House Speaker John Boehner (R-OH) told ABC News on Monday that he would be open to reevaluating billions of dollars in subsidies to oil companies that have enjoyed strong support from the GOP.
“It’s certainly something we should be looking at,” Boehner said. “We’re in a time when the federal government’s short on revenues. They ought to be paying their fair share.”
Democrats have relentlessly attacked Republicans in recent months for supporting tax breaks and subsidies aimed at oil companies, contrasting the corporate aid with GOP proposals to drastically reduce long-term funding for Medicare and Medicaid. Boehner’s small — but significant — step back from the traditional Republican position is a clear indicator that he senses political vulnerability as gas prices soar.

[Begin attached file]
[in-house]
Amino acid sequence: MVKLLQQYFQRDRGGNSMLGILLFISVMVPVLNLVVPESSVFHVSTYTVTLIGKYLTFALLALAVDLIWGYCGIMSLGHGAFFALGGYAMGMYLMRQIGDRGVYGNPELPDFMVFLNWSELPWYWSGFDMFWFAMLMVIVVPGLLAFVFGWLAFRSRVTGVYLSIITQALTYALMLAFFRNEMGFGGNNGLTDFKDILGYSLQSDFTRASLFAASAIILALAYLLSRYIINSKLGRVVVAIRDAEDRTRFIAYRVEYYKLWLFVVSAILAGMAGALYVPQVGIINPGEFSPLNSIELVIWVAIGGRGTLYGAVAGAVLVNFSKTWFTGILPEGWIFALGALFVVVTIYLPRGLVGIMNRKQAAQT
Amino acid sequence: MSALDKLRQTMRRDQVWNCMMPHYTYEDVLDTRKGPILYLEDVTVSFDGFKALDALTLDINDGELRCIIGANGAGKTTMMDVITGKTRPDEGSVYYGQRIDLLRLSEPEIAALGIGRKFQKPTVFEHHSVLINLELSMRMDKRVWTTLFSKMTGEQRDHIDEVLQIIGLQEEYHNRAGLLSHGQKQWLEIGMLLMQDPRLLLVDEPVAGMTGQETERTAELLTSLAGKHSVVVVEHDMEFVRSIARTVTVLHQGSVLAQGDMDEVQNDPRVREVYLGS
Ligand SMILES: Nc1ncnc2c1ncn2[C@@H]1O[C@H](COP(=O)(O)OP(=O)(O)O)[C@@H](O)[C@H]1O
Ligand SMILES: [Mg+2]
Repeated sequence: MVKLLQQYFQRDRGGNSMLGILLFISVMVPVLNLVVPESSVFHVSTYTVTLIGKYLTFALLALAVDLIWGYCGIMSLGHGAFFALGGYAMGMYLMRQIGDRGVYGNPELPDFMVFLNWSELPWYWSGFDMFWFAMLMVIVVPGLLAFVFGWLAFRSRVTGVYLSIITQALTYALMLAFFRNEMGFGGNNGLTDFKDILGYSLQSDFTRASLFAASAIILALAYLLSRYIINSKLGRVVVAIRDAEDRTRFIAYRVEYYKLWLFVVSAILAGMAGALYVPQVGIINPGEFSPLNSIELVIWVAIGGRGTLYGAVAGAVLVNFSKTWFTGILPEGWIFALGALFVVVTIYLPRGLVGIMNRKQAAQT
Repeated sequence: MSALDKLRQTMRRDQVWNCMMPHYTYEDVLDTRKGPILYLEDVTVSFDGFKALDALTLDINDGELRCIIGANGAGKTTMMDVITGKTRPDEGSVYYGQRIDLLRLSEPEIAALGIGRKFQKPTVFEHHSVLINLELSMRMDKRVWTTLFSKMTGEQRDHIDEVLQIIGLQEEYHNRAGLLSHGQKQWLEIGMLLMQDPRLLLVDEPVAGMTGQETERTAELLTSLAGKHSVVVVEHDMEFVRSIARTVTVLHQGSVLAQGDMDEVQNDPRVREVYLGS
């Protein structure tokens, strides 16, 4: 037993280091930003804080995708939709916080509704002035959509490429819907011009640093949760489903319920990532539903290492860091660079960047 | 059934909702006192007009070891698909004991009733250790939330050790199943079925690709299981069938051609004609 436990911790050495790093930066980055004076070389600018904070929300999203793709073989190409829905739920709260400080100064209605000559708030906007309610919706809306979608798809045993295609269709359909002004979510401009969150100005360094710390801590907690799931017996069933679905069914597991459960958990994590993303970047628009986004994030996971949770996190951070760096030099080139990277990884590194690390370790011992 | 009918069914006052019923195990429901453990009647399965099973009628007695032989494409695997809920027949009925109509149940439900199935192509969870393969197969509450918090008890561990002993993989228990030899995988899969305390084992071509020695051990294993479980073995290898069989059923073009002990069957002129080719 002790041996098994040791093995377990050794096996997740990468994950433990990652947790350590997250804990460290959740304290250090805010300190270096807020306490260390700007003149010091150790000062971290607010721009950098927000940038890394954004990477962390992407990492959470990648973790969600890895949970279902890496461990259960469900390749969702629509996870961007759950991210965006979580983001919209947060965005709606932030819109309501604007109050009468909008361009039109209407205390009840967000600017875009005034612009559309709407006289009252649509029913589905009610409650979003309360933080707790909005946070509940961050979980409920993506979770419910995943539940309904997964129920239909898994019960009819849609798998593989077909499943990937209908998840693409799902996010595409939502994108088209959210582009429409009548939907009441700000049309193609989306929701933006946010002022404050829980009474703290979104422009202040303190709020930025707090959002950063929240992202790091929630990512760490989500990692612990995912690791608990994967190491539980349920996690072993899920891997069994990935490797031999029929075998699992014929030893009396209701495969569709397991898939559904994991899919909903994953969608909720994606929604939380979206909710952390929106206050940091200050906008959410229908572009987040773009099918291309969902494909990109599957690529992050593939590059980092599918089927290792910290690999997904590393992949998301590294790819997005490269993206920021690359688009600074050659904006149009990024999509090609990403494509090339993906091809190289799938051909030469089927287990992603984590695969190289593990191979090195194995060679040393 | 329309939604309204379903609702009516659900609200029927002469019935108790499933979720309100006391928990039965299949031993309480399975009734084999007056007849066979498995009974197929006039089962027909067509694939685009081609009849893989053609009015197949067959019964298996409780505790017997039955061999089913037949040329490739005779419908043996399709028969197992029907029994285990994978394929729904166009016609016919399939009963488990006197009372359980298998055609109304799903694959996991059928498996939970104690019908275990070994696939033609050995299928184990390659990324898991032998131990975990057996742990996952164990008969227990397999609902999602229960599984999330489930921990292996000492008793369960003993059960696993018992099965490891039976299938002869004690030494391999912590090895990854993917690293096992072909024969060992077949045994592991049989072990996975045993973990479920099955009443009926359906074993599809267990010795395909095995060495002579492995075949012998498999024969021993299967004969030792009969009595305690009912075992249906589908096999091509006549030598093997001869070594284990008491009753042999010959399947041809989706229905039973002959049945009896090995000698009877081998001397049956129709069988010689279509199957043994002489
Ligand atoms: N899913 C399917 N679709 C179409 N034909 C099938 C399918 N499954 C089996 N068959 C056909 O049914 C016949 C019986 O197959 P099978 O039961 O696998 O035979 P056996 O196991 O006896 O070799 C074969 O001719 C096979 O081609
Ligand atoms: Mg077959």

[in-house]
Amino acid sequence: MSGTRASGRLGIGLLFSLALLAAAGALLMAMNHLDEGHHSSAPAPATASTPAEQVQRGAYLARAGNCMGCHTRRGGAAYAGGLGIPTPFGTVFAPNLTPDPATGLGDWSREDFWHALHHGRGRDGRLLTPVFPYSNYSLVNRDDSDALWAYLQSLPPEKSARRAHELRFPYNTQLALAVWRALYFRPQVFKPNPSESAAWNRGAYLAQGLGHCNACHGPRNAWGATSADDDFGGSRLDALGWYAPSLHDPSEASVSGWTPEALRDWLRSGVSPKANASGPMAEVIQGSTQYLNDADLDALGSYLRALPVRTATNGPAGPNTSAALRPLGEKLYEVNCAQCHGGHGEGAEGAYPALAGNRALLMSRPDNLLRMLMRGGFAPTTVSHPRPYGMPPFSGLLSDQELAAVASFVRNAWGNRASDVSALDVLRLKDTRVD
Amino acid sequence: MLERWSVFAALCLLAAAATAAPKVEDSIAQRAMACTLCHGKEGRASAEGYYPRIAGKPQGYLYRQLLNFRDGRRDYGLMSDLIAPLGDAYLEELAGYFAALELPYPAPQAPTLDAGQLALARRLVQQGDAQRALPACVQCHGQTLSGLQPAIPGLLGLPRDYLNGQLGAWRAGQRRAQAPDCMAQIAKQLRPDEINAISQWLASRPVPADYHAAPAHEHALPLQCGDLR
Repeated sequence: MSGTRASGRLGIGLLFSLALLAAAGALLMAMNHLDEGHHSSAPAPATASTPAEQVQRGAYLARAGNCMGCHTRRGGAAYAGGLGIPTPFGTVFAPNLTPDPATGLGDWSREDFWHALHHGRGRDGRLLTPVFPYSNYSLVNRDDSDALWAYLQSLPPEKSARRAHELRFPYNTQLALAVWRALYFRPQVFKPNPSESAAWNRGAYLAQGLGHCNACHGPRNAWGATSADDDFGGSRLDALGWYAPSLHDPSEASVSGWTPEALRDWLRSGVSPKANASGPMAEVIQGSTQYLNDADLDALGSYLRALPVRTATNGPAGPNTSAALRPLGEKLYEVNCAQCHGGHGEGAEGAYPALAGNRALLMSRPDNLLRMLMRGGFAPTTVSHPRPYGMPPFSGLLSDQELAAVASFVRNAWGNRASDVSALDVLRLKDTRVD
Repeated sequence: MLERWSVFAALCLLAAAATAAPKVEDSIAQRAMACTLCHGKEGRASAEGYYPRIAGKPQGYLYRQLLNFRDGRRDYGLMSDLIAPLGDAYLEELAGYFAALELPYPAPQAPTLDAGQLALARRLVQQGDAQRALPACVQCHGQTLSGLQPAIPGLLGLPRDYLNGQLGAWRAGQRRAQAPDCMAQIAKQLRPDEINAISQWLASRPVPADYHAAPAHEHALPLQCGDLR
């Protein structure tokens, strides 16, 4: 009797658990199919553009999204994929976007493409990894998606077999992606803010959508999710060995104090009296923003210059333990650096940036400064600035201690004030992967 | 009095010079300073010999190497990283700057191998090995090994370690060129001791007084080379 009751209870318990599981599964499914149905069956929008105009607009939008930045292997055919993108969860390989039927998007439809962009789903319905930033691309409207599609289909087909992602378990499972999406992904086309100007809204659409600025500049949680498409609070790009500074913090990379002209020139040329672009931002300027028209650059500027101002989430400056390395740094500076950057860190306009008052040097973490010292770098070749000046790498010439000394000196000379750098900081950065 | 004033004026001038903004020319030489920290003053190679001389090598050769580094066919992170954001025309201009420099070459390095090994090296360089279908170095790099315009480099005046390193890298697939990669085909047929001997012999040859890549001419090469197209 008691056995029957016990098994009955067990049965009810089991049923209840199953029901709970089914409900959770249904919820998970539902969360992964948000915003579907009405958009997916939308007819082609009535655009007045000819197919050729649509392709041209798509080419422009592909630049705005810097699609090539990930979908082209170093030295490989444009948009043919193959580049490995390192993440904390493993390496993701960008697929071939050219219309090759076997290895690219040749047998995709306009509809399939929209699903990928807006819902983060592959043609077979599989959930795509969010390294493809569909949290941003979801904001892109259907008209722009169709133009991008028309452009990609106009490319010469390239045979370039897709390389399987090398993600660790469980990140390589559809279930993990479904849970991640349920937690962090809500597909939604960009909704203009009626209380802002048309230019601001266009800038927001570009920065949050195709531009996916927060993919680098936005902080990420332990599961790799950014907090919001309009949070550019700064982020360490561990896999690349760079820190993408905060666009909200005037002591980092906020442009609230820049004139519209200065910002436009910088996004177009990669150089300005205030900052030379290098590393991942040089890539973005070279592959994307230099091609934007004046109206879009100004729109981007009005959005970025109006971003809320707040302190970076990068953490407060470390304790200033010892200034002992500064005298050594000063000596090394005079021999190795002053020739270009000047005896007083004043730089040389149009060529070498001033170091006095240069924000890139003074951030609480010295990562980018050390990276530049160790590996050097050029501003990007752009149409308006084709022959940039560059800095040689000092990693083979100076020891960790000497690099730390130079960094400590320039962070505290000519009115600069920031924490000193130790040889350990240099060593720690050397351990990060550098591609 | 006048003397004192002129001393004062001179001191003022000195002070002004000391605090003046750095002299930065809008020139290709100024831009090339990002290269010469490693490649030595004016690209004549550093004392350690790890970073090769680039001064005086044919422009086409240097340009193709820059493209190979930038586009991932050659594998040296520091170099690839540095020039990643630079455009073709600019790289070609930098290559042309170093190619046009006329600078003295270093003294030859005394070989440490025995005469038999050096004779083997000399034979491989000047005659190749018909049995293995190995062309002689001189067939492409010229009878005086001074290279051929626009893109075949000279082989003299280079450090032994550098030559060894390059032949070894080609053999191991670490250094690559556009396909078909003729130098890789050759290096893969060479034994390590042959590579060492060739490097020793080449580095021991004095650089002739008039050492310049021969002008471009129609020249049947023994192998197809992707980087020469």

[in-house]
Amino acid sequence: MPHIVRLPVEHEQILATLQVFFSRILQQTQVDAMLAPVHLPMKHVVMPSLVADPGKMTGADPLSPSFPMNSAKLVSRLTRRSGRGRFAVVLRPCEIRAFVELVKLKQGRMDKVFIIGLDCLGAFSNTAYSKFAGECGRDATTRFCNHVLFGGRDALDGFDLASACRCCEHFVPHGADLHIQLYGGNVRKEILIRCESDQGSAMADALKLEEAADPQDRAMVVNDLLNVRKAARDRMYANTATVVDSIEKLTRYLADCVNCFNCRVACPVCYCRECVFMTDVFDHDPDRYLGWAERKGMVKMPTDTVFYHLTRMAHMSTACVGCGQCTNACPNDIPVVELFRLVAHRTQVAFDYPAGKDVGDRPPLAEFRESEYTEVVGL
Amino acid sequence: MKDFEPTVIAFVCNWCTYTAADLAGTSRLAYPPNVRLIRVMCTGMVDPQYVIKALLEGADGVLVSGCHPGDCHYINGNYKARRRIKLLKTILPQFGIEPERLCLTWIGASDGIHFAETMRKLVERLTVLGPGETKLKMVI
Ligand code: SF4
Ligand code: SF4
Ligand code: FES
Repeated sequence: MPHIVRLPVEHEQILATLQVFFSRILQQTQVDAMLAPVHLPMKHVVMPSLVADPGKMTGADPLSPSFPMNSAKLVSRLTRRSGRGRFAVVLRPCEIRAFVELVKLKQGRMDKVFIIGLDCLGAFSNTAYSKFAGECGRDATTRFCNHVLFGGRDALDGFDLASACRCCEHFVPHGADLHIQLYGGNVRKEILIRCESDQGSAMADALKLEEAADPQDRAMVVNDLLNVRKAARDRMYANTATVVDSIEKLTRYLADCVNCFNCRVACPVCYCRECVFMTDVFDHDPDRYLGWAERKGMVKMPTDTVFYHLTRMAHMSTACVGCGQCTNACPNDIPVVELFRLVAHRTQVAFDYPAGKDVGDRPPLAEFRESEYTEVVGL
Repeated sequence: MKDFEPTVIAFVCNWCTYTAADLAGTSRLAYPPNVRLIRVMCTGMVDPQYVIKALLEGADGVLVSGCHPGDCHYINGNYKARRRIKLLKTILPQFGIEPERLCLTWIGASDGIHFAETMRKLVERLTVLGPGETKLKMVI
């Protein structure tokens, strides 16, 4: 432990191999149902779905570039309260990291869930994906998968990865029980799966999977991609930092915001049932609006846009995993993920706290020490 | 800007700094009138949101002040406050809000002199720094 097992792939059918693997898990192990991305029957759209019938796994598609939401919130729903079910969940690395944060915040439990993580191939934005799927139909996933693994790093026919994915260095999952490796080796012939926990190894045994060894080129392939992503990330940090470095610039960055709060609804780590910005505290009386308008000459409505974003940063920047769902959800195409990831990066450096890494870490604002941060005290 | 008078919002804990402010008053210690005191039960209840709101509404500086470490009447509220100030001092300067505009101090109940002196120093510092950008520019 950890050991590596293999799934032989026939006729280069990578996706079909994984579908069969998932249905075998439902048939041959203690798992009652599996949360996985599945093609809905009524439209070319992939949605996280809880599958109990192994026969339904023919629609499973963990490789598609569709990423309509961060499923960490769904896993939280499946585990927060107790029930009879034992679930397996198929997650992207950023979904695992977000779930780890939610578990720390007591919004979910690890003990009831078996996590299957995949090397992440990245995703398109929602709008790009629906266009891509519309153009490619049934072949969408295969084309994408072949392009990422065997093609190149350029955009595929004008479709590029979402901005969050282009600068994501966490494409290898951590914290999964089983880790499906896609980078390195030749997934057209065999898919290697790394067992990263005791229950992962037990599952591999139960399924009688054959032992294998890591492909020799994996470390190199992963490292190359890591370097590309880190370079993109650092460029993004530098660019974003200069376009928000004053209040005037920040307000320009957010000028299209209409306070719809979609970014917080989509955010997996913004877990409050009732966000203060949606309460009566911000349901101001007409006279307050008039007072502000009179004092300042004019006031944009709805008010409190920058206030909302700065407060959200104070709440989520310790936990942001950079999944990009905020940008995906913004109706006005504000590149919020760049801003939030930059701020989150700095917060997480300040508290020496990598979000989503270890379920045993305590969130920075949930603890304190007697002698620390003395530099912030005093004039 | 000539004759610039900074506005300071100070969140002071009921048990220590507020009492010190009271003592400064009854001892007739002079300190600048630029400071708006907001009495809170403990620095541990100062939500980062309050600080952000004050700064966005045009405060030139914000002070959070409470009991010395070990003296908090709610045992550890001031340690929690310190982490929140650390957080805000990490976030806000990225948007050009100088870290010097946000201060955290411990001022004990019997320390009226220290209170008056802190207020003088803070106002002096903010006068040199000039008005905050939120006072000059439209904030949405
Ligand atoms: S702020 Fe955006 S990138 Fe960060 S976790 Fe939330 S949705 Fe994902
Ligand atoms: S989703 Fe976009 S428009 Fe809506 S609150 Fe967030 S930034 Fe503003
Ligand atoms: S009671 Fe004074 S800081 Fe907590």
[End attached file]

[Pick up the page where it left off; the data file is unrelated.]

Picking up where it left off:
In addition to his new line on subsidies, Boehner went out of his way to take a dig at oil companies’ profits in the interview.
“Everybody wants to go after the oil companies and, frankly, they’ve got some part of this to blame,” he said, discussing rising oil prices.
Boehner cautioned that he wasn’t ready to abandon support for subsidies just yet, saying he wanted to make sure he first studied “what impact this is going have on job creation here in America.”
The party has taken hits for its oil-friendly outlook in the past — during the BP spill, Rep. Joe Barton (R-TX) memorably apologized to BP for their treatment by the White House. The statement drew condemnations from GOP leaders and Barton was not granted a waiver to chair the House Energy and Commerce Committee after the Republicans retook the House.
Benjy Sarlin is a reporter for Talking Points Memo and co-writes the campaign blog, TPM2012. He previously reported for The Daily Beast/Newsweek as their Washington Correspondent and covered local politics for the New York Sun.